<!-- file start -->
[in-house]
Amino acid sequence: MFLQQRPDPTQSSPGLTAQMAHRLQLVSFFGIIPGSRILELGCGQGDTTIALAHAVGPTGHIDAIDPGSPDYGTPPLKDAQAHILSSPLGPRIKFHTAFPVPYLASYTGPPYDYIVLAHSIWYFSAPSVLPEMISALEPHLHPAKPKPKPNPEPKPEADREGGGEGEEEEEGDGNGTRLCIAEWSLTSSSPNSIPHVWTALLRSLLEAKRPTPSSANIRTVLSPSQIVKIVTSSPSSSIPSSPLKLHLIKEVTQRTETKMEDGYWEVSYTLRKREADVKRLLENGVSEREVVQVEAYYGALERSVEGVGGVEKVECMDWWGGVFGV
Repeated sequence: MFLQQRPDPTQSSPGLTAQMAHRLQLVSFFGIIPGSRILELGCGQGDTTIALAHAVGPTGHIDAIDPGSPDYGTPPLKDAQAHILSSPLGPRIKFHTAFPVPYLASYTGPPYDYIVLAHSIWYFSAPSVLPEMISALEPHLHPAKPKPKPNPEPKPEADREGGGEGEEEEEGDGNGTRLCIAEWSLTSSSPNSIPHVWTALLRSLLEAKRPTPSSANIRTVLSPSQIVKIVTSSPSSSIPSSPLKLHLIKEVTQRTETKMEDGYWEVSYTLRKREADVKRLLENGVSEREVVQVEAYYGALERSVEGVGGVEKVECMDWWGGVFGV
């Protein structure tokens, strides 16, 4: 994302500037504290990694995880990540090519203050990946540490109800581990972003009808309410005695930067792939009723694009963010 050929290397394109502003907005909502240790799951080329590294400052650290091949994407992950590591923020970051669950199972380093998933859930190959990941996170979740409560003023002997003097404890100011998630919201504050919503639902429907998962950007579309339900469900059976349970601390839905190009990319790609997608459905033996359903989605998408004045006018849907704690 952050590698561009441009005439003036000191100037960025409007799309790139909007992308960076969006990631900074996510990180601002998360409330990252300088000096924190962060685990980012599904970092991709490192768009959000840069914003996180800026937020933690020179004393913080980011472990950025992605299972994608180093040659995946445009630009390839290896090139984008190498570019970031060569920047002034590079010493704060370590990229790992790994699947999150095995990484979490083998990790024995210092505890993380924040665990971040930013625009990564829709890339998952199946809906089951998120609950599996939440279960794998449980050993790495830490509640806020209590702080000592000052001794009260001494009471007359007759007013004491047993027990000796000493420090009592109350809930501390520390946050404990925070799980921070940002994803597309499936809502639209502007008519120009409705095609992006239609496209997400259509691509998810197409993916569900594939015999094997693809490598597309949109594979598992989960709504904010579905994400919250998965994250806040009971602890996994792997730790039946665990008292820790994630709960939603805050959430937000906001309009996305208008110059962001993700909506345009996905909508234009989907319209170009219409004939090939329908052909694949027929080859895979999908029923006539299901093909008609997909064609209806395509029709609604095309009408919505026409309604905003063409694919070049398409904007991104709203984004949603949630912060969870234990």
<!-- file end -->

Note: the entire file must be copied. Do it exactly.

[in-house]
Amino acid sequence: MFLQQRPDPTQSSPGLTAQMAHRLQLVSFFGIIPGSRILELGCGQGDTTIALAHAVGPTGHIDAIDPGSPDYGTPPLKDAQAHILSSPLGPRIKFHTAFPVPYLASYTGPPYDYIVLAHSIWYFSAPSVLPEMISALEPHLHPAKPKPKPNPEPKPEADREGGGEGEEEEEGDGNGTRLCIAEWSLTSSSPNSIPHVWTALLRSLLEAKRPTPSSANIRTVLSPSQIVKIVTSSPSSSIPSSPLKLHLIKEVTQRTETKMEDGYWEVSYTLRKREADVKRLLENGVSEREVVQVEAYYGALERSVEGVGGVEKVECMDWWGGVFGV
Repeated sequence: MFLQQRPDPTQSSPGLTAQMAHRLQLVSFFGIIPGSRILELGCGQGDTTIALAHAVGPTGHIDAIDPGSPDYGTPPLKDAQAHILSSPLGPRIKFHTAFPVPYLASYTGPPYDYIVLAHSIWYFSAPSVLPEMISALEPHLHPAKPKPKPNPEPKPEADREGGGEGEEEEEGDGNGTRLCIAEWSLTSSSPNSIPHVWTALLRSLLEAKRPTPSSANIRTVLSPSQIVKIVTSSPSSSIPSSPLKLHLIKEVTQRTETKMEDGYWEVSYTLRKREADVKRLLENGVSEREVVQVEAYYGALERSVEGVGGVEKVECMDWWGGVFGV
């Protein structure tokens, strides 16, 4: 994302500037504290990694995880990540090519203050990946540490109800581990972003009808309410005695930067792939009723694009963010 050929290397394109502003907005909502240790799951080329590294400052650290091949994407992950590591923020970051669950199972380093998933859930190959990941996170979740409560003023002997003097404890100011998630919201504050919503639902429907998962950007579309339900469900059976349970601390839905190009990319790609997608459905033996359903989605998408004045006018849907704690 952050590698561009441009005439003036000191100037960025409007799309790139909007992308960076969006990631900074996510990180601002998360409330990252300088000096924190962060685990980012599904970092991709490192768009959000840069914003996180800026937020933690020179004393913080980011472990950025992605299972994608180093040659995946445009630009390839290896090139984008190498570019970031060569920047002034590079010493704060370590990229790992790994699947999150095995990484979490083998990790024995210092505890993380924040665990971040930013625009990564829709890339998952199946809906089951998120609950599996939440279960794998449980050993790495830490509640806020209590702080000592000052001794009260001494009471007359007759007013004491047993027990000796000493420090009592109350809930501390520390946050404990925070799980921070940002994803597309499936809502639209502007008519120009409705095609992006239609496209997400259509691509998810197409993916569900594939015999094997693809490598597309949109594979598992989960709504904010579905994400919250998965994250806040009971602890996994792997730790039946665990008292820790994630709960939603805050959430937000906001309009996305208008110059962001993700909506345009996905909508234009989907319209170009219409004939090939329908052909694949027929080859895979999908029923006539299901093909008609997909064609209806395509029709609604095309009408919505026409309604905003063409694919070049398409904007991104709203984004949603949630912060969870234990």